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The Art of Discovery and Interrogatories

NZ $36.00
Author(s): Raynor Asher QC, Colin Doherty
Published: 10 June, 1996
Pages: 95



The mastery of the rules of procedure is an essential qualification for a litigation lawyer. And, there is probably no branch of the law of civil procedure governing trial actions which is of greater practical importance than discovery. (John Steyn, The Foreword to Discovery, Matthews and Malek, (1992 Sweet and Maxwell)).

The importance of discovery cannot be overstated.

While the statement of claim in an action may be regarded as the “engine” of a case, the list of documents, and if appropriate interrogatories, may be seen as the “fuel”. It is often the case that proper conduct of the process of discovery and interrogatories can constitute the difference between success and failure. In this age of faxes and photocopiers and telephone accounts there are few important elements of a transaction that do not have some sort of documentary corroboration. It is your task as counsel to make sure that all the material that is available to assist your case can be put before the court.

Litigation is often prohibitively expensive. Discovery and interrogatories can play an important role in obtaining a good settlement. If by hard work the documents you need or the information you need are obtained, then a satisfactory result can be obtained more readily by settlement. In other words these processes are not just part of a mindless trudge to Court. They can provide a breakthrough, which enables a quick result.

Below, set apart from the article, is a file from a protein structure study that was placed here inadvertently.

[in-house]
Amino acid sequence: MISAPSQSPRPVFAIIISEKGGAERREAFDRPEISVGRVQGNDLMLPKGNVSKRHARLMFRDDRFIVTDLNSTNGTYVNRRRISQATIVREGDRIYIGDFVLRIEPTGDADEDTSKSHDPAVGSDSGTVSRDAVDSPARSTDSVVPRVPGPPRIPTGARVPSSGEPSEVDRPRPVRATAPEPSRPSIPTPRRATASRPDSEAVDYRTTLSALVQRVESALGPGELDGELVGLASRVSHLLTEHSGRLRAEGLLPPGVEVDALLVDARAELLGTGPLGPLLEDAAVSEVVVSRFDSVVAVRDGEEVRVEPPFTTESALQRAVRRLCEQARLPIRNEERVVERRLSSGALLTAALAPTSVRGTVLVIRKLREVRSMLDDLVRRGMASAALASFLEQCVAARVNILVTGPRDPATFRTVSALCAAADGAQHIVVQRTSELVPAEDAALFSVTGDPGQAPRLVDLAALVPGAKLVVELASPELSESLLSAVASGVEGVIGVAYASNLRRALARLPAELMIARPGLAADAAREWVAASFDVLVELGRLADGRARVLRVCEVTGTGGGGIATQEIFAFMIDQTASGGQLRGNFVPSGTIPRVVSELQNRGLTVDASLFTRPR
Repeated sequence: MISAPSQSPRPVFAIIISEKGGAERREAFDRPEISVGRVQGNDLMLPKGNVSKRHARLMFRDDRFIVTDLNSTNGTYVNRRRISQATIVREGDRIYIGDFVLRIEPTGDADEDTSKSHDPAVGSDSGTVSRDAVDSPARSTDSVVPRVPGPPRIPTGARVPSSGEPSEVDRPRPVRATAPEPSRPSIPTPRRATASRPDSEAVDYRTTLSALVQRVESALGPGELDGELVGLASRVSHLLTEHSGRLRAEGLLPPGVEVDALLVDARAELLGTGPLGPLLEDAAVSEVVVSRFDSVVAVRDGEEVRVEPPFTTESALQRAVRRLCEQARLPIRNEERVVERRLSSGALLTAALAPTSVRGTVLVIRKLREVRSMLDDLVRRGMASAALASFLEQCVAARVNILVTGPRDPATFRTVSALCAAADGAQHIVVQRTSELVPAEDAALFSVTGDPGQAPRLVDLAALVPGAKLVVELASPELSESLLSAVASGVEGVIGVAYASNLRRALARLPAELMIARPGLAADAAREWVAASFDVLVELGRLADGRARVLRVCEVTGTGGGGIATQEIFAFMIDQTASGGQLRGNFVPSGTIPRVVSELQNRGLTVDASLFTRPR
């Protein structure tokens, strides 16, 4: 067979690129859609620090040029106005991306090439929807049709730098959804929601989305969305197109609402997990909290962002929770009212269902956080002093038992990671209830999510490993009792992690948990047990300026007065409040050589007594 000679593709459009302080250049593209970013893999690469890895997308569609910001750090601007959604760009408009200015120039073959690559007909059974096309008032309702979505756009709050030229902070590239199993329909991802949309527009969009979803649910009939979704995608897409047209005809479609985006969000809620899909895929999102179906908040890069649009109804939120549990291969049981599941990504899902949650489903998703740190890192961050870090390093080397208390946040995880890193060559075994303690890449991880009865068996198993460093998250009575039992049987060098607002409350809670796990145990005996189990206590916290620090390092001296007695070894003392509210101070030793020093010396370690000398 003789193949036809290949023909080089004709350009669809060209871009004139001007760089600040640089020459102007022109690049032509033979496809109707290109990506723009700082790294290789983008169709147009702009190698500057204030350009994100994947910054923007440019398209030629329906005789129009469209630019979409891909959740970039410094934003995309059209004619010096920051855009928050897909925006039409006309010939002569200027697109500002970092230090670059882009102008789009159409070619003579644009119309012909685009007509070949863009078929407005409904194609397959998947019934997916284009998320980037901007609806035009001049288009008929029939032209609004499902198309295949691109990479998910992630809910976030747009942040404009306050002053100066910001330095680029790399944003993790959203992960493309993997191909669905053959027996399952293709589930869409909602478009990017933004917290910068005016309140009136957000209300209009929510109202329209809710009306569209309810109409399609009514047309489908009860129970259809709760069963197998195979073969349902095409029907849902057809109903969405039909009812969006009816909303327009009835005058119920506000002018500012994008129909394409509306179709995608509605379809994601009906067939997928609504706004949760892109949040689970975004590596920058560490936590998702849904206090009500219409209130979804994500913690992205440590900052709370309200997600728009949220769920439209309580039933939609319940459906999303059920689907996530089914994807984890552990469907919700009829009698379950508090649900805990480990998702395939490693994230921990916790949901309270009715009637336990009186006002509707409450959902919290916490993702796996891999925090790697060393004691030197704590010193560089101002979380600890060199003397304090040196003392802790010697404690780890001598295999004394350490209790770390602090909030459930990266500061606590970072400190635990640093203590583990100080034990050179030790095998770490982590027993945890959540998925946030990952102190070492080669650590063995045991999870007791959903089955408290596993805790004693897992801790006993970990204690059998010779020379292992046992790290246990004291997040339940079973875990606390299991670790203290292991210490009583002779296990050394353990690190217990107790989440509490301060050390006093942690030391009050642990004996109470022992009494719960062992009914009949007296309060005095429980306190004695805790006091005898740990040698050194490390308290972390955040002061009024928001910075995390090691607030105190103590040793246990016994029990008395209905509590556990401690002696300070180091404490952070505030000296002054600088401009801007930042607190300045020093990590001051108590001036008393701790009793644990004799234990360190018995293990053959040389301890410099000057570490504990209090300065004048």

This paper is an attempt to marry elements of academic analysis with practical steps, advice and examples. It is not designed as a substitute for reference texts nor is it necessarily a “one stop shop” for litigators. There are several texts on the subject of discovery, but the most often used and quoted reference material available in New Zealand is that contained in McGechan on Procedure.

The principles of the discovery process (originally an invention of the Courts of Equity) have evolved over a long period and in New Zealand have culminated in codification under the High and District Court Rules. The starting points for analysis of the principles are these Rules.

There is legislation other than the Judicature Act 1908 and the District Courts’ Act 1992 which sets out various ancillary procedures or invokes directly the procedures of the High or District Court Rules eg Matrimonial Property Act 1976 (s 53(4)), Matrimonial Property Rules 1976 (r 12), The Family Proceedings Rules 1981 (r 49), Resource Management Act 1991 (s 278(2)).

Whilst these “specialist” legislative enactments may have procedures which are not based on the High or District Court Rules, in the aspect of discovery, the principles discussed with reference to the Rules in this paper will generally apply.

The authors have primarily referred to the High Court Rules as these were largely transplanted into the District Court Rules in 1992. Where appropriate, the text refers to the equivalent District Court Rule by enclosing it in square brackets, thus [ ].


Content outline

  • What you should know before commencing discovery
  • Relevance
  • Privilege
  • Discovery before proceeding commenced (pre issue discovery)
  • Non party discovery
  • Inspection
  • Further and better discovery and related applications and issues
  • Interrogatories
  • Drafting documents
  • Errors and omissions
  • Ethics
  • Getting into Court
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